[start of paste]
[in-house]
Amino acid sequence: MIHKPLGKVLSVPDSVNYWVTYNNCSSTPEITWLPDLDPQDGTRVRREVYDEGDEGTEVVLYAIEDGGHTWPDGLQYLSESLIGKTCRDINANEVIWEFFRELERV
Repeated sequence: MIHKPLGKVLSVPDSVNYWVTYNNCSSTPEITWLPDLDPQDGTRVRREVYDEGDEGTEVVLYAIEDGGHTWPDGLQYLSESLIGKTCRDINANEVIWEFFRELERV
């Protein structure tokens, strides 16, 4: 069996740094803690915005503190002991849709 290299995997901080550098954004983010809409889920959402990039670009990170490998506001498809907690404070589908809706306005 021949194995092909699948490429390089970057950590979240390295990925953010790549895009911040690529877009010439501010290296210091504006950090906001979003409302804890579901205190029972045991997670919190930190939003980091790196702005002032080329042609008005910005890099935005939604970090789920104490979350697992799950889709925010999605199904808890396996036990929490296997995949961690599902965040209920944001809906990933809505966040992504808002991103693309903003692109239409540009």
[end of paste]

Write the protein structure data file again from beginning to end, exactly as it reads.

[in-house]
Amino acid sequence: MIHKPLGKVLSVPDSVNYWVTYNNCSSTPEITWLPDLDPQDGTRVRREVYDEGDEGTEVVLYAIEDGGHTWPDGLQYLSESLIGKTCRDINANEVIWEFFRELERV
Repeated sequence: MIHKPLGKVLSVPDSVNYWVTYNNCSSTPEITWLPDLDPQDGTRVRREVYDEGDEGTEVVLYAIEDGGHTWPDGLQYLSESLIGKTCRDINANEVIWEFFRELERV
């Protein structure tokens, strides 16, 4: 069996740094803690915005503190002991849709 290299995997901080550098954004983010809409889920959402990039670009990170490998506001498809907690404070589908809706306005 021949194995092909699948490429390089970057950590979240390295990925953010790549895009911040690529877009010439501010290296210091504006950090906001979003409302804890579901205190029972045991997670919190930190939003980091790196702005002032080329042609008005910005890099935005939604970090789920104490979350697992799950889709925010999605199904808890396996036990929490296997995949961690599902965040209920944001809906990933809505966040992504808002991103693309903003692109239409540009």